After decades of stewardship, the Lake County Forest Preserve District is in the homestretch of transferring ownership of its world renowned Curt Teich Postcard Archives collection to a new home.
Pending expected official approval next week, The Newberry library in Chicago will become keeper of the enormous and diverse collection of illustrations. From a sweeping curve along Route 66 to the thundering water of Niagara Falls, the iconic postcard images depicting towns, cities, landmarks and landscapes and other slices of life from the U.S. and other countries are considered a visual history of the 20th Century through which people shared experiences.
Forest board President Ann Maine likened the donation of the long-held collection to that of sad but proud parents as kids leave the nest.
"We mentored it, took care of it and watched it grow," Maine said Monday, as the board's education, cultural resources and public affairs committee considered the transfer. "I think it's a very good thing we're doing -- putting something in the right place."
In April, the district authorized the staff to negotiate an agreement with The Newberry.
The collection contains postcards and production files used by the Teich company to fill orders. The gift will include an endowment of $527,258 as of July.
One of the Lake County Discovery Museum's holdings, the Teich archive contains an estimated 3 million postcards and related materials and is considered the largest public collection in the world.
It includes a 2012 gift of 35,500 individual cards known as the "Oilette" series produced in the early 20th century by London-based Raphael Tuck & Sons. The gift, valued at $260,000, was from Leonard A. Lauder, chairman emeritus of The Estee Lauder Cos. Inc.
"It's going to open the world to the possibilities," the district's education director Nan Buckardt said of the move. "We just don't have the resources to expand the usership in the way it deserves."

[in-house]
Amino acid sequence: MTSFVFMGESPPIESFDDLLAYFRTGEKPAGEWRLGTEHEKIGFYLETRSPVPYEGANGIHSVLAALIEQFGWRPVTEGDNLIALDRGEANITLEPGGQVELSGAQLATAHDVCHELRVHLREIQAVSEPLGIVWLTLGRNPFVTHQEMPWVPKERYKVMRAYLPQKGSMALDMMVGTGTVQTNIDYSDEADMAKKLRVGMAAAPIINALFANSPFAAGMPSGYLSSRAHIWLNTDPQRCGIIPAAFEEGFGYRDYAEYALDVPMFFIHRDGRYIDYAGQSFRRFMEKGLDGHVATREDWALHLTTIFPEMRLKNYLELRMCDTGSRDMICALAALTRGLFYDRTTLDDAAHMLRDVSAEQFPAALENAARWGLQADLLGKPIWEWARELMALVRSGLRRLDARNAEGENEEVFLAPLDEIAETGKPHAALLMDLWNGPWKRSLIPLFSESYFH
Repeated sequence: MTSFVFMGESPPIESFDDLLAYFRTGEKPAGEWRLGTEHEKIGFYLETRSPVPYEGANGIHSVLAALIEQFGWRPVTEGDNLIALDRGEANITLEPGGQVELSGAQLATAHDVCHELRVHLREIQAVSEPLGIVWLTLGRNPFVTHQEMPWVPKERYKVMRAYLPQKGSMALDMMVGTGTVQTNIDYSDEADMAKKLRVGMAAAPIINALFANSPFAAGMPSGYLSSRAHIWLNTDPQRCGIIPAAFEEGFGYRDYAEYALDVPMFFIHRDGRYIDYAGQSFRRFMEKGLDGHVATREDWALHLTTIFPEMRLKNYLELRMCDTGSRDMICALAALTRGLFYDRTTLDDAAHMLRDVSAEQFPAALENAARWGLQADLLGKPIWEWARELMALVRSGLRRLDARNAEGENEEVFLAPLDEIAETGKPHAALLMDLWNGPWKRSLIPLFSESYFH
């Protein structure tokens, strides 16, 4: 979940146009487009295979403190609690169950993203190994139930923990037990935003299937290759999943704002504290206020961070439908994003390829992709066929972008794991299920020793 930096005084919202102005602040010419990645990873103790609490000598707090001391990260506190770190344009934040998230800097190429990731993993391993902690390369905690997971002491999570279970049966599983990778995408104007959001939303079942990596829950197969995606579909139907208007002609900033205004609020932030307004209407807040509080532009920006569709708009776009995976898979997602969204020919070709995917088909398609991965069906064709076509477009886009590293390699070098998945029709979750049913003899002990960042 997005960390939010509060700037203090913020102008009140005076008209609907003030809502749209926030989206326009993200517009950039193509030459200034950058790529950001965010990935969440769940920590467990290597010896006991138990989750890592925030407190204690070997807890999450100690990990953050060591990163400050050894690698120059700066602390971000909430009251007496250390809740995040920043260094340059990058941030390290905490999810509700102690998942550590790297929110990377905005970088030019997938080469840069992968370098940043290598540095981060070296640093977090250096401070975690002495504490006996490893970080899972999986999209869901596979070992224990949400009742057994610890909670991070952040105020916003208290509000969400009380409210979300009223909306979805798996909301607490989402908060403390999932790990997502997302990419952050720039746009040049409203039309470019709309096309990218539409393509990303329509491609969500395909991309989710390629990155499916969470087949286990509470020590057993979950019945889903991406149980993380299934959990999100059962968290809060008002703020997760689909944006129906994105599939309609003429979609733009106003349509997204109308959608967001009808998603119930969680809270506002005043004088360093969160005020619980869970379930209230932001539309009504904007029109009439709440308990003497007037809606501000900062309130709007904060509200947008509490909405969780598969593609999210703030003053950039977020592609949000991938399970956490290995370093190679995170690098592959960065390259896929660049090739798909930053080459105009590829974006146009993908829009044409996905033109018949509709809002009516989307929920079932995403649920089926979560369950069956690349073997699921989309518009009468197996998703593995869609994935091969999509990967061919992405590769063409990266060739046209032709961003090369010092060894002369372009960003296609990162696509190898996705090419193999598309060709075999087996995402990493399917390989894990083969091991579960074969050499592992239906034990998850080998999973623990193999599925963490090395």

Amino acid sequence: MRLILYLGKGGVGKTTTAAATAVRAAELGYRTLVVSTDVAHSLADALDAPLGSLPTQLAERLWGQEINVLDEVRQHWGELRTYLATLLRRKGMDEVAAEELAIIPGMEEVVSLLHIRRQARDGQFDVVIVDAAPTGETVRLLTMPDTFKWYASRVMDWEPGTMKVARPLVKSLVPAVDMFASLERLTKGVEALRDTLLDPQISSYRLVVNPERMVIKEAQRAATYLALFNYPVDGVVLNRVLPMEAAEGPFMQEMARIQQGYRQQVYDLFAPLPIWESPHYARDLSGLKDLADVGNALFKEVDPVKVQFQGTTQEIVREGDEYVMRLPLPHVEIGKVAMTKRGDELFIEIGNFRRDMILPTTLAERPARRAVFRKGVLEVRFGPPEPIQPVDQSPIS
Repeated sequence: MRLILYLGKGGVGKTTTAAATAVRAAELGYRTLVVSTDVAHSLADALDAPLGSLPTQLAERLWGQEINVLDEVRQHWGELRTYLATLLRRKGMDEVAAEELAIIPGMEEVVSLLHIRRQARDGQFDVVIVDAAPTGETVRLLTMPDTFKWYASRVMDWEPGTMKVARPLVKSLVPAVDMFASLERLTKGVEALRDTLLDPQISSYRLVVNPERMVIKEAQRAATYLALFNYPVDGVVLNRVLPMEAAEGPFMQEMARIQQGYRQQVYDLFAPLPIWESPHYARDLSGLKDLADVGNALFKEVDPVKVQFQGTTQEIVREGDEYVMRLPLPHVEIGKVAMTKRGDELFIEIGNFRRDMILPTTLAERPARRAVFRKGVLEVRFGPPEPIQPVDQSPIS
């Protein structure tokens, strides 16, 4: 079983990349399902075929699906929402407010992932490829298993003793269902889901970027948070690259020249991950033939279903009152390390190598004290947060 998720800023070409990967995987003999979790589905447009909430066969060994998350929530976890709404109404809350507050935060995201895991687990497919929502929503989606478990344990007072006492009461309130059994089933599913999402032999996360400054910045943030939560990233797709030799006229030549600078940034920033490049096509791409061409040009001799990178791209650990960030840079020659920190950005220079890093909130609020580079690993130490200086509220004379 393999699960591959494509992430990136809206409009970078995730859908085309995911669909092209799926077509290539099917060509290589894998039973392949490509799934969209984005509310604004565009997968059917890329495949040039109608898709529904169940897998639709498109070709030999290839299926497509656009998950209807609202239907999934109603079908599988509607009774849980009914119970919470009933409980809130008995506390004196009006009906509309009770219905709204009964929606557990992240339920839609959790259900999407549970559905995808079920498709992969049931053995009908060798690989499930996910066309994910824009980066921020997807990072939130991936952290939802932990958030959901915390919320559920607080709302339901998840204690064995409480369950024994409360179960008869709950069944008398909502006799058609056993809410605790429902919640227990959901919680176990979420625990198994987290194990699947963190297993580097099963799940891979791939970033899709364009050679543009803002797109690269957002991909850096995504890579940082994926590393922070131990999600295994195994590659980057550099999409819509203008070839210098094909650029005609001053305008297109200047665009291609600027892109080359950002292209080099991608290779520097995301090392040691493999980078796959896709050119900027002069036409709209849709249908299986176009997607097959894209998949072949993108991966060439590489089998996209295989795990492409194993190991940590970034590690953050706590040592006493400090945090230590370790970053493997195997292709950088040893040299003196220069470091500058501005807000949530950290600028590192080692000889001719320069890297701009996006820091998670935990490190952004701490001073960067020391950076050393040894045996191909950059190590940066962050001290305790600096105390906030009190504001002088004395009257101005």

The forest district, which operates the museum, became the custodian after Curt Teich's son, Ralph, rescued truckloads of postcards from being thrown in the trash when the company closed in 1978.
Ralph Teich, a Lake Forest resident, thought it important the images stay in Lake County, said his widow, Beth. She said the move to the Newberry is good because the collection requires dedicated facilities.
"Everything has a new chapter," she said. "It's a new chapter for the collection."
The Newberry is a privately funded, independent research library dedicated to humanities, according to Alice Schreyer, the Roger and Julie Baskes vice president for collections and library services. The Teich archive will be housed in a secure, environmentally controlled 10-story building and eventually be available for research and public use and review.
The forest district's finance committee will consider the agreement Thursday and the full board will vote on the transfer Oct. 11.
To-be-scheduled "massive" and "complicated" moves will be done in two stages, with the production files first, Schreyer said. Newberry has six months after the agreement is approved to make the transfer.
The ownership transfer is expected to reduce construction costs of the forest district's new collection care facility by $800,000, and save $105,000 in annual salary and data storage costs.